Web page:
This month’s cover design was produced by David Oppenheim aka Day-Dream who has three different faces as a musician, designer and director.
As most of you already know about him for his contributions to Gasbook 4, 5 and 7, he has created commissioned web-installations for Hot Wired and Word’s The Thing. He also founded his own label and is working as a musician, there is no end to his activity. We interviewed him about his newly released CD-ROM entitled ‘DAY-DREAM.CDR’ includes the works of his friends, Yoshi Sodeoka from C404, Noah Stollman and E13.
First of all, please tell us who you are.
I studied electronic music composition in London, then graphic design [for print] in Jerusalem, Israel, took some classes in animation and video, moved to New York, worked in design for print, then interactive work, then web & now broadcast design.
What are you currently doing?
At the moment I am working on a new solo music project, the working title is CADAVER EYES [taken from an old Alice cooper song]. I am recording drums live and then sampling them into the computer and adding layers of midi and other audio stuff. I am trying to figure out how this will translate to a live performance & am looking for other people to collaborate with.
I’ve been planning to do this cd 4 years ago [or so] and started actually producing the material as I was working on the Tokyo piece for Gasbook 4. I asked Noah, Yoshi & Eric to create pieces for this and when they were done I figured out the interface and the amount of randomness that I felt the cd needed in order to work.
Where do you usually get ideas for interactive navigations?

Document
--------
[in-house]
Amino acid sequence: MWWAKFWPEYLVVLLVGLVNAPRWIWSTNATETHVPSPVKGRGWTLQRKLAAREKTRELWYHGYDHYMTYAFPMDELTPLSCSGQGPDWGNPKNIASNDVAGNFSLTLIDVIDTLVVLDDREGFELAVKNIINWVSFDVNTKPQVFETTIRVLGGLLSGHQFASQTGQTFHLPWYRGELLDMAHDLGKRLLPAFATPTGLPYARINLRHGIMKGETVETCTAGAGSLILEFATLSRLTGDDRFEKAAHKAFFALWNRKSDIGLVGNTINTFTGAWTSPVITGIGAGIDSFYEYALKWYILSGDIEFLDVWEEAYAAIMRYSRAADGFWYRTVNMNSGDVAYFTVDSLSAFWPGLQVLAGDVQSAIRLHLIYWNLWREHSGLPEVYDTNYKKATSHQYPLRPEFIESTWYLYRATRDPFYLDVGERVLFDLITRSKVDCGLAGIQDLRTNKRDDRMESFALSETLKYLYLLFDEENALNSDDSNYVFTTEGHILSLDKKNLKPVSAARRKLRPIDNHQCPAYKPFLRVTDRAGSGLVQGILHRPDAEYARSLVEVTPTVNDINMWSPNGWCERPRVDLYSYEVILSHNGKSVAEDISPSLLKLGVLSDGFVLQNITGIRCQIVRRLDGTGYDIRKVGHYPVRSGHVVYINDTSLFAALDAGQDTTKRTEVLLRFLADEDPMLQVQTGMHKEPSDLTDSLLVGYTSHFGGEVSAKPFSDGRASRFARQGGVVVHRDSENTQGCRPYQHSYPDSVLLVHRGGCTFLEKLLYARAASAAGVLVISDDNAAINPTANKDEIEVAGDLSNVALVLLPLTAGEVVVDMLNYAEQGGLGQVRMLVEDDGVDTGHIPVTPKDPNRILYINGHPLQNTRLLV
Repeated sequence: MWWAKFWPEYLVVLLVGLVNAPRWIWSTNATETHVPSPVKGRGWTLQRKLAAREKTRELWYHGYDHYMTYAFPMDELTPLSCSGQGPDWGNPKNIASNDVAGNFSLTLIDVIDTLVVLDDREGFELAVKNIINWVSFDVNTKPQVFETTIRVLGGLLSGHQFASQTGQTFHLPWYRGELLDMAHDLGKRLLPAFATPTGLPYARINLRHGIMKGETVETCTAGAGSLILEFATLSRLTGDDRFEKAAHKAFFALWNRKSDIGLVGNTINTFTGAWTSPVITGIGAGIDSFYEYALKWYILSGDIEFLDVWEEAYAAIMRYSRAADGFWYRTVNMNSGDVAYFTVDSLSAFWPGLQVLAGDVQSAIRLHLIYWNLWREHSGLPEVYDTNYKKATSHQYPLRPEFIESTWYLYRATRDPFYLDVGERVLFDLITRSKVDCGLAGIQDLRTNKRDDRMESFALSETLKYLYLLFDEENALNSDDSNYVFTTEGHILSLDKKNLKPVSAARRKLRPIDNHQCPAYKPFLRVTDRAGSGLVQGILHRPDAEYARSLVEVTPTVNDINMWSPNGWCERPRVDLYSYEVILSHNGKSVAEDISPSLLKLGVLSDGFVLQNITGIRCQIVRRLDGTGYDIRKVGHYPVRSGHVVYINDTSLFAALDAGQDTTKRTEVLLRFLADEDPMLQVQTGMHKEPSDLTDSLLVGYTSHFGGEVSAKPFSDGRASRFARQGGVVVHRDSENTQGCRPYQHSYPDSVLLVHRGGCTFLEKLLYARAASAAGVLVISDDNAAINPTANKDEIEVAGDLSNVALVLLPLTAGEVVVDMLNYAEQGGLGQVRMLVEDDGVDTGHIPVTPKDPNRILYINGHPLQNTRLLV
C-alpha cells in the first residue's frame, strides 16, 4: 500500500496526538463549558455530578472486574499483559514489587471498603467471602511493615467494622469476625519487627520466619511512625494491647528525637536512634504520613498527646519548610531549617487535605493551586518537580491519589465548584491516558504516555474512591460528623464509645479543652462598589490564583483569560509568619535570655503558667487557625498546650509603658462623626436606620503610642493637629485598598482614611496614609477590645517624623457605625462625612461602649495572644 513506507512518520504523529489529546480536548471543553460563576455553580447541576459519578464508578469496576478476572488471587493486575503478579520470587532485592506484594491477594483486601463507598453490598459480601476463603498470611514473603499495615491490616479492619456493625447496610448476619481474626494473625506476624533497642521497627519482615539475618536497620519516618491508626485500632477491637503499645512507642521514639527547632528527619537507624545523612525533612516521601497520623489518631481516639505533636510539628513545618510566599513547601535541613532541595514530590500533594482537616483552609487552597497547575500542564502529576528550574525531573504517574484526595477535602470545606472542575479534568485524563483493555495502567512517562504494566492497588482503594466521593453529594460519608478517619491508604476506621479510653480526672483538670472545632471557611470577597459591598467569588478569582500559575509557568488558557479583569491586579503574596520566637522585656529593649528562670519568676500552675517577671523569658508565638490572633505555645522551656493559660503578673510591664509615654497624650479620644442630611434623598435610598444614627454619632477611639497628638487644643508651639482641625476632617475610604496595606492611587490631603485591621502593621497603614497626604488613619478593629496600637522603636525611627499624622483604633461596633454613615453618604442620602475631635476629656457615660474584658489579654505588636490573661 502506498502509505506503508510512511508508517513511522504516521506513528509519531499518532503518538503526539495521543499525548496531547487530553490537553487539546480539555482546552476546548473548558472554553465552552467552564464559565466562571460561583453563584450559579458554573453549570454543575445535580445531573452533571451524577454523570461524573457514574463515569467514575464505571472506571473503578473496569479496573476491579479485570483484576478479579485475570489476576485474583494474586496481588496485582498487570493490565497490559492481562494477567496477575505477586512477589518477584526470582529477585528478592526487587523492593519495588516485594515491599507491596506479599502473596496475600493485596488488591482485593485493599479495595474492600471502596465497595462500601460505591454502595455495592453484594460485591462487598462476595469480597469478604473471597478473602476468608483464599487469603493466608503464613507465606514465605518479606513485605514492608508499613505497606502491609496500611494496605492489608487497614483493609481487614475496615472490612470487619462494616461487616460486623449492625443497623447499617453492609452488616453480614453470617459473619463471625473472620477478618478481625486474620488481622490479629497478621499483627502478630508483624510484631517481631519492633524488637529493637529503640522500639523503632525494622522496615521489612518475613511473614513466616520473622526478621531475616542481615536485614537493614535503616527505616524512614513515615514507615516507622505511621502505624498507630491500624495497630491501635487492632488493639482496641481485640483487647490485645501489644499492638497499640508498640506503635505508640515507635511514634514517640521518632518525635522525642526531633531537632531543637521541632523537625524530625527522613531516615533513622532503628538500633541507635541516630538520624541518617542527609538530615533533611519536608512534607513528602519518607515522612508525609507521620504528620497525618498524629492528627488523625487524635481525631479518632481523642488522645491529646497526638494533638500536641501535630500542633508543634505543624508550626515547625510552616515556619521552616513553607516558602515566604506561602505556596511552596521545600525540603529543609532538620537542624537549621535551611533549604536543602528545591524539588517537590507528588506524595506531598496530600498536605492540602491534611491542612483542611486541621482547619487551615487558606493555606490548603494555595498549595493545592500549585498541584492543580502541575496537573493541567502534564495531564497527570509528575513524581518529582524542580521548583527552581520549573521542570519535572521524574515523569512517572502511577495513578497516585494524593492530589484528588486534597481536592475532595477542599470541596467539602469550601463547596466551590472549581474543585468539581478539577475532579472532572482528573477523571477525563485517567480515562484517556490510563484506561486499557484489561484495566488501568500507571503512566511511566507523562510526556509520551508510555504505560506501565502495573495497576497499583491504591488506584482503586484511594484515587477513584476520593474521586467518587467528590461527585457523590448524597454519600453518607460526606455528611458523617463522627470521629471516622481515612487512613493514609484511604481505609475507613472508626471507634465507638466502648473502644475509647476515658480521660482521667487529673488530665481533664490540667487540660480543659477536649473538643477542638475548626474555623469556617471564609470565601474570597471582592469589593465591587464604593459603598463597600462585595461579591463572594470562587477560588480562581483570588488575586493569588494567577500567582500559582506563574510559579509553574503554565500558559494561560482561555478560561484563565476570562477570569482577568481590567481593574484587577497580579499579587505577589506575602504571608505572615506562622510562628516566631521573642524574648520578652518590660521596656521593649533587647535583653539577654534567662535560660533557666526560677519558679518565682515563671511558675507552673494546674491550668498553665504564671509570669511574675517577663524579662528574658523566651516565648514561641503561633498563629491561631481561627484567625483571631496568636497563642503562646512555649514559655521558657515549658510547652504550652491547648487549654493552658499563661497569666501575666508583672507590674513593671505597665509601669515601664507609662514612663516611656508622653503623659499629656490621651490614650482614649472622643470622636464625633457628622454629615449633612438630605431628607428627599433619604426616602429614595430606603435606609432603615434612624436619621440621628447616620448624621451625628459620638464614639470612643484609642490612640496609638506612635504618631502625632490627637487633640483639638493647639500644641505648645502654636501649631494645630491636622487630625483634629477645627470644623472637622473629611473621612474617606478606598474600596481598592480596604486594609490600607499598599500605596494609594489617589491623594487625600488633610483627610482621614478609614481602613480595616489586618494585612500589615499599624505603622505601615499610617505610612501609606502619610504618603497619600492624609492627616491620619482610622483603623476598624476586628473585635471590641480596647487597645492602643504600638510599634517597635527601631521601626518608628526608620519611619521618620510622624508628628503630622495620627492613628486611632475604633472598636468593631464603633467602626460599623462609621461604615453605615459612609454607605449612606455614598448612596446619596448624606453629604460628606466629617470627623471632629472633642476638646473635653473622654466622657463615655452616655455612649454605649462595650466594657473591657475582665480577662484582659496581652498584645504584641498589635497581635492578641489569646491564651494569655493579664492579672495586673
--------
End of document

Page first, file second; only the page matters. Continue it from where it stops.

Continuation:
My first instinct is to try to follow some kind of machinery, that usually doesn’t work [for me], then I start playing around with some material & then while playing around with shapes, sounds and animation the interface builds itself.
Sounds from your own bands ‘Mildew’ and ‘bARBARA’ are used effectively. Have you ever been inspired from sounds to create works?
Yep, and also the other way around. I usually try to work on both of them at the same time, this reminds me that I’ve been working in total silence for the last 5 hours, better put on some music, today is the day, in the eyes of god.
How was it actually produced? I’ve heard that it’s over a year past the original deadline to complete. What was hard for you?
There were a few things that slowed down the process for me [work for money/music projects/other projects/spending time with baby mai], but the main reason that it was delayed is that I wanted to spend time with the cd, play around with it, let it sit for a few weeks and then play around with it some more, the hardest things were making sure that the randomness is not interfering with the viewing experience. The way it works is that there are a few pieces [a moon, c-death [p] & blk] that are less likely to come up, other pieces have more of an equal 50% 50% chance of coming up but since most users spend somewhere between 10 to 30 minutes playing with it I had to try and make sure that they will go through a variety of pieces.